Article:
Term life is easy to understand. You buy the policy and make a few more payments and you get the death benefit. End of story. With universal life, you're also investing your premiums as you would in a mutual fund. Instead of a fixed death benefit, you get to choose the death benefit amount.
If you choose an automatic variable universal life policy, you'll receive a death benefit that varies each month like your mutual fund values. If you want a fixed death benefit, you'll have to specifically ask for one, although it won't be portable to other companies if you end up switching.
Survivorship Life Insurance Coverage
Survivorship life insurance coverage works well for people who want a flexible way to pay for funeral expenses or an estate tax.
Final Expense Life Insurance Coverage
Final expense life insurance policies (also referred to as funeral policies) and preneed coverage together constitute the structured settlement industry. The growth in popularity of structured settlements can be attributed to their flexibility and certain tax advantages over annuities.
When comparing final expense life insurance with whole life insurance, the former certainly has its advantages. Policyholders who opt for a preneed final expense policy receive a pre-funded policy whereas the latter requires a guarantee through a separate trust. As a result, preneed final expense policies are more liquid and provide greater flexibility and control over the proceeds. Preneed life insurance policies are generally much cheaper than whole life policies and policyholders who need the insurance for a short period of time are likely to save significantly by opting for a preneed policy.
The value of whole life insurance in the event of policyholder death is usually equal to the amount of premiums paid. The value of a final expense life insurance policy, on the other hand, varies and depends on the information in the application and the age of the insured. Final expense policies are most commonly valued on the basis of the outstanding amount of the policy.
No Exam Life Insurance Coverage
No exam life insurance coverage is coverage that is available for individuals who do not qualify for standard life insurance coverage. This coverage gives you the opportunity to insure your life without having to take a medical exam. While having a medical exam can be a major incentive for many individuals in the decision to apply for life insurance, you may not be aware that you can still insure your life with limited or no health concerns.
If you have medical concerns, you should seek the opinion of your own physician and agent before applying for coverage. The insurance company will have its own set of underwriting guidelines that reflect its underwriting philosophy and risk tolerance. The interpretation of medical conditions and life expectancy varies across insurance companies, so you should always discuss your situation with an agent.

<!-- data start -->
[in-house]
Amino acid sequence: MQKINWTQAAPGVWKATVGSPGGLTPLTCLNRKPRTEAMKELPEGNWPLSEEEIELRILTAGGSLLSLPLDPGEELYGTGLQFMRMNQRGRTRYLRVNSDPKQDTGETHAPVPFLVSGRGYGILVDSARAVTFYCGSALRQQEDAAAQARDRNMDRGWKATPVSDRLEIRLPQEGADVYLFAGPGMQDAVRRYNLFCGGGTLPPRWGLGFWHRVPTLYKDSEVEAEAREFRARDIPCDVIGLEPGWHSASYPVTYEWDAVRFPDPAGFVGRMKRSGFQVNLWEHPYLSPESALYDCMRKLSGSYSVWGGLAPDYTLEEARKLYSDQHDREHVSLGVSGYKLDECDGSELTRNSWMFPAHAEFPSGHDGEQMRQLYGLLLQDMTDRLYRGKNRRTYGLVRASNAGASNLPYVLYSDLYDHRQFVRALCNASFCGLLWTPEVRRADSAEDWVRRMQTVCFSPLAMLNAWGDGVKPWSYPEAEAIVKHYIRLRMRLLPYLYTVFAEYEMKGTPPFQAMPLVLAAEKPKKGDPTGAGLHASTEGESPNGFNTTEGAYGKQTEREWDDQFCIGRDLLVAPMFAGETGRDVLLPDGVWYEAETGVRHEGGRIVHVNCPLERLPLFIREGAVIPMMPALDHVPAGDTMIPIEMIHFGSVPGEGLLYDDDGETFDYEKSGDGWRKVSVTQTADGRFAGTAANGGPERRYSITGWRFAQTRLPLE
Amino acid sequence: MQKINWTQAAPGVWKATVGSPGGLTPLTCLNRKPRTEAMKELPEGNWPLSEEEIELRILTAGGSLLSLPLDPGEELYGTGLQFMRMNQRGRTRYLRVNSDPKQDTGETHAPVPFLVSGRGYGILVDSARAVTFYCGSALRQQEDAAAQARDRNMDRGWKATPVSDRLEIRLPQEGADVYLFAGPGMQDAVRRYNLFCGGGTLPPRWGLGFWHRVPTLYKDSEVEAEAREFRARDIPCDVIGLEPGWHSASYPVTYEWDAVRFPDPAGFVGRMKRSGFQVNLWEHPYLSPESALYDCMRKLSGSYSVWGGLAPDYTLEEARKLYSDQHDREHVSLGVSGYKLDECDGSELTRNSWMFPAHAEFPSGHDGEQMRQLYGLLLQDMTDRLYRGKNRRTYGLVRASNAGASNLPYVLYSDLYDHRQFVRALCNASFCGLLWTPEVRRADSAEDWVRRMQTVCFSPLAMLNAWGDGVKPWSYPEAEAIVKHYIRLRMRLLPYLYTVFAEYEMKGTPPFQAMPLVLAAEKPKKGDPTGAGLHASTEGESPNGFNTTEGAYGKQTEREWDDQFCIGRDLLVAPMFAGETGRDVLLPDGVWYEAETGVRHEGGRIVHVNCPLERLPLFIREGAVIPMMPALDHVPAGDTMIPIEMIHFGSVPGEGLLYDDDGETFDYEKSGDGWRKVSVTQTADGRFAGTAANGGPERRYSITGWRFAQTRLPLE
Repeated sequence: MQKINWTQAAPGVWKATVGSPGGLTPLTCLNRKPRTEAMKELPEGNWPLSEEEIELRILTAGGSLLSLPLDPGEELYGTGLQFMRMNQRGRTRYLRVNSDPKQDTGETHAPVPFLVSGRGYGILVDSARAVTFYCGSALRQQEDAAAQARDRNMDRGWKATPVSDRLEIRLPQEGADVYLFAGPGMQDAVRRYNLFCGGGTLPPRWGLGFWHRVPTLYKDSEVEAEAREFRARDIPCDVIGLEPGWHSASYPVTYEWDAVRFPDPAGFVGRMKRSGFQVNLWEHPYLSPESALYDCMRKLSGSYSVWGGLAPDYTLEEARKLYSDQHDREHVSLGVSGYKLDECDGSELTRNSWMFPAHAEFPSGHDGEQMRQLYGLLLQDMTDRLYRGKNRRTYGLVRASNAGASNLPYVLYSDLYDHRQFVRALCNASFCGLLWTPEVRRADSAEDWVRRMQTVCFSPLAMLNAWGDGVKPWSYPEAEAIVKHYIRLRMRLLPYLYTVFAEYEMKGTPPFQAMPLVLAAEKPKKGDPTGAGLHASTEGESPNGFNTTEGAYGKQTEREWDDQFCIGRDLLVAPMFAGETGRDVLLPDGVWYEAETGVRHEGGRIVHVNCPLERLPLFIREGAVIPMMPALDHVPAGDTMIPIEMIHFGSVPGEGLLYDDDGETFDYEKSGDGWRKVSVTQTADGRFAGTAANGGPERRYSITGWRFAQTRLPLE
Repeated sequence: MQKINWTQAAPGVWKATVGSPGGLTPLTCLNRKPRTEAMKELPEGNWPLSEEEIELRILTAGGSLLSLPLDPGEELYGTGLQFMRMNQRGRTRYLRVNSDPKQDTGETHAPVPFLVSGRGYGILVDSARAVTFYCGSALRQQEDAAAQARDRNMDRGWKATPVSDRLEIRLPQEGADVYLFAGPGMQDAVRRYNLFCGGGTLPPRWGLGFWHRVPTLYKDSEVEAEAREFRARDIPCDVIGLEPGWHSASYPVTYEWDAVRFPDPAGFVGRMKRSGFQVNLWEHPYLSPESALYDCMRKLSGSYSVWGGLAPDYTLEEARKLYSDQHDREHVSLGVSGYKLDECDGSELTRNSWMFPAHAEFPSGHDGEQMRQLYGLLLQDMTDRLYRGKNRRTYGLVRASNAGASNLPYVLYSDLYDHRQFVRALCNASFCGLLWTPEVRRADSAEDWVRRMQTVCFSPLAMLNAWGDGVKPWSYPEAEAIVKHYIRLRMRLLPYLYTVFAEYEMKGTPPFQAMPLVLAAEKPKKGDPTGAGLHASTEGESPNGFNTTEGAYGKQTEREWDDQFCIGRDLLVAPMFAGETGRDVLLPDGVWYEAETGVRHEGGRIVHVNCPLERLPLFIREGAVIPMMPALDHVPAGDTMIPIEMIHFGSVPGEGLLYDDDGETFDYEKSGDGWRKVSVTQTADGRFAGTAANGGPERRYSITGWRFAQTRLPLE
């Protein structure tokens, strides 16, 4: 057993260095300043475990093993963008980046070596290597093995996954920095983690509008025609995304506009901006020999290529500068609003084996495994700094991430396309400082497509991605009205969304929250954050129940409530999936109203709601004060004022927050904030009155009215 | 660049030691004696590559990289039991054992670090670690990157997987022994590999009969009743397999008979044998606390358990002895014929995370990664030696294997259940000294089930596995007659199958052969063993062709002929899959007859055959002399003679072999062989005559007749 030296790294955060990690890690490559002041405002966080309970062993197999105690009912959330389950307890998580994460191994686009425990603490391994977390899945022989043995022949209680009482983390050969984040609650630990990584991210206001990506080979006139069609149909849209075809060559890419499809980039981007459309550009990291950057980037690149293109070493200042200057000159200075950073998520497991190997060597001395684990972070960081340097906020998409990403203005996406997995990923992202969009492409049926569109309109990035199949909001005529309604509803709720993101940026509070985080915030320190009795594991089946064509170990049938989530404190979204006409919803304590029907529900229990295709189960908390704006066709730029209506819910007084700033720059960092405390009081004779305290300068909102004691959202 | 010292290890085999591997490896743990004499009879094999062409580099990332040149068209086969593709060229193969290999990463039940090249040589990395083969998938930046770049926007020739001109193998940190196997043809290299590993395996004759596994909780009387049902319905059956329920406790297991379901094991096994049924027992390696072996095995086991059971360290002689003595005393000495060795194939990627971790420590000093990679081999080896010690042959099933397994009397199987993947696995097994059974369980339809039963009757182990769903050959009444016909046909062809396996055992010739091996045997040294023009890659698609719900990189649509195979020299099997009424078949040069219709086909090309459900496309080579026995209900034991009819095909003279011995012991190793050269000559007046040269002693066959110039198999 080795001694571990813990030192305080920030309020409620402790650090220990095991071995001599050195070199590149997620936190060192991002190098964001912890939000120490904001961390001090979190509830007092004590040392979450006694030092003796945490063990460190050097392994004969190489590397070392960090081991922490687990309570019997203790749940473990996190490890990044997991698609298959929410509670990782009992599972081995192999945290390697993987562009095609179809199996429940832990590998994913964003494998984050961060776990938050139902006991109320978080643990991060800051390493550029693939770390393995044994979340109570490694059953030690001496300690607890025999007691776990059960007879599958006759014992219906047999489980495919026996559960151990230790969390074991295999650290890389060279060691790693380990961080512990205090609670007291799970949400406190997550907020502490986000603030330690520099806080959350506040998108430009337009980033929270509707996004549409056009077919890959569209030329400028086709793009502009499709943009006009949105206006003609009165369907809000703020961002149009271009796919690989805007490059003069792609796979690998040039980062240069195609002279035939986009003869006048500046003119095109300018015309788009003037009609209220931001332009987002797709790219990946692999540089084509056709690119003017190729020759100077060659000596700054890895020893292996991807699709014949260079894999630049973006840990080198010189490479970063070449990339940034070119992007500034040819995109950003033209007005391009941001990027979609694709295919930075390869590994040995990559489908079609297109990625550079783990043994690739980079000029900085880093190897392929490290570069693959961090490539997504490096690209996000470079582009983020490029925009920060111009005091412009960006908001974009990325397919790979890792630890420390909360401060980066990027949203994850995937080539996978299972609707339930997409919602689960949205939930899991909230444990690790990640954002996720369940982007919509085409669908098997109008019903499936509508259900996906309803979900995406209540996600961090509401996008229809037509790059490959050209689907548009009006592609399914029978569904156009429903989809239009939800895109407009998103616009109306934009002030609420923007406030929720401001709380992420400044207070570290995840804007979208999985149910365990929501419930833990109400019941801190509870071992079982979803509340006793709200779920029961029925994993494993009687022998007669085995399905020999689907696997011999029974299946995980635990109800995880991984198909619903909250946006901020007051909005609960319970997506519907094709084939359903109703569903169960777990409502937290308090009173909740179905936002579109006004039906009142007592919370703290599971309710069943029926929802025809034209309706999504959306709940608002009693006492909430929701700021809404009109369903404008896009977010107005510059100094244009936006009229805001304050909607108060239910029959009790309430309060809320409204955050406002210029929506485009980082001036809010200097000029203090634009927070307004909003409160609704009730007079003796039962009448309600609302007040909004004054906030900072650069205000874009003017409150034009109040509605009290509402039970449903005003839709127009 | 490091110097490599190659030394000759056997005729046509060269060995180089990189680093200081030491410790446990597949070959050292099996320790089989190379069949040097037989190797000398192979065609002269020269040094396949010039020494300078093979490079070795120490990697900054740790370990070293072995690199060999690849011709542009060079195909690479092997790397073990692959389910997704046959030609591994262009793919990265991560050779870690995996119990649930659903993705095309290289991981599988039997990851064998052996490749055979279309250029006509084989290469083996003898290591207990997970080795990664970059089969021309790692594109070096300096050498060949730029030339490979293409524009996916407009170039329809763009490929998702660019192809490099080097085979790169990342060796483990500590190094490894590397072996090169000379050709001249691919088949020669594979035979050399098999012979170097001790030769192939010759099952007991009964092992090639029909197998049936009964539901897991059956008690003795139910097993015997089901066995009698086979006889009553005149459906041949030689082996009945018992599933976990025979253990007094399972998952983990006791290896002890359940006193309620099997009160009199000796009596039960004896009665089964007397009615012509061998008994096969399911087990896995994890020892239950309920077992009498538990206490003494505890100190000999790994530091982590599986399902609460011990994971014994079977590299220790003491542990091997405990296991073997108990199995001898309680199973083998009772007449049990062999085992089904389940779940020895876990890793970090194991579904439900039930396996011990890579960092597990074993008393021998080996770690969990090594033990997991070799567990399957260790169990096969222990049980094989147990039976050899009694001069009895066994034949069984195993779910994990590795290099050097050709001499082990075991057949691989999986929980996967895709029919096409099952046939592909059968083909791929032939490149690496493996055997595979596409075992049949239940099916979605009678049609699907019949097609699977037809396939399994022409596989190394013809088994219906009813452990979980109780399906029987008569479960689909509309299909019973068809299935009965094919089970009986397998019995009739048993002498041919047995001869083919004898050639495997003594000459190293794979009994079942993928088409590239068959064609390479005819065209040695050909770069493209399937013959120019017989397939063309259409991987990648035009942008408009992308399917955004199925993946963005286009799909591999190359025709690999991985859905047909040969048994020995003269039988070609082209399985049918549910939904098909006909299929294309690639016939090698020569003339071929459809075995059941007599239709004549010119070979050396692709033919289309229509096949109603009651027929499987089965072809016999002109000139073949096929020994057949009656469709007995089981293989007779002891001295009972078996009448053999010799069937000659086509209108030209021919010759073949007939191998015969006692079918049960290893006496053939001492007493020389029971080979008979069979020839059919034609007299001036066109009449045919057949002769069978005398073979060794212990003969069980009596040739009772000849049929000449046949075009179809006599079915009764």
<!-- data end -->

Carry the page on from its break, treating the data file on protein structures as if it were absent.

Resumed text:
In any case, no exam life insurance coverage is available, primarily because of the number of people who are currently covered. According to the Employee Benefit Research Institute, 61% of employed workers ages 18 to 64 have employer-provided life insurance coverage. This means that there are a lot of people already covered that the insurance companies have to underwrite. While no exam life insurance coverage is available and it is not the best option for everyone, it is still a great choice for many people.
Key Man Life Insurance Coverage
Key man life insurance is a term life insurance policy held by the business’s key employees or individuals referred to as “key persons.” The policy is usually owned by the employer who pays the premiums.
Policies are generally held by a business for its key executives and the purpose is to provide cash to the company in the event that the key man dies or becomes unable to continue to work.
The cash element is financed via a policy loan, where a certain percentage (typically 20%) of the whole amount of the policy is borrowed from an insurance company. This loan is usually paid back in installments as long as the key man is working for the company. If the key man dies or becomes unable to work, the full amount of the loan is repaid to the life insurance company.
If the policy has a cash value, it is usually used as collateral for this loan. For key man life insurance policies that have cash values, it is particularly important to determine if the death benefit is equal to or greater than the loan value, because if it is not, then you are just paying off the loan with your own money. It is also important to purchase a policy where the death benefit is guaranteed to be paid. Without a guarantee, the proceeds of the policy may not cover any unpaid loan balances.
Increasing and Decreasing Term Life Insurance Coverage
Buy Term Life Insurance with the plan to increase or decrease your coverage based upon your needs later.
Two of the biggest annuity questions are, “Can I increase my coverage later?” and “Can I decrease my coverage later?”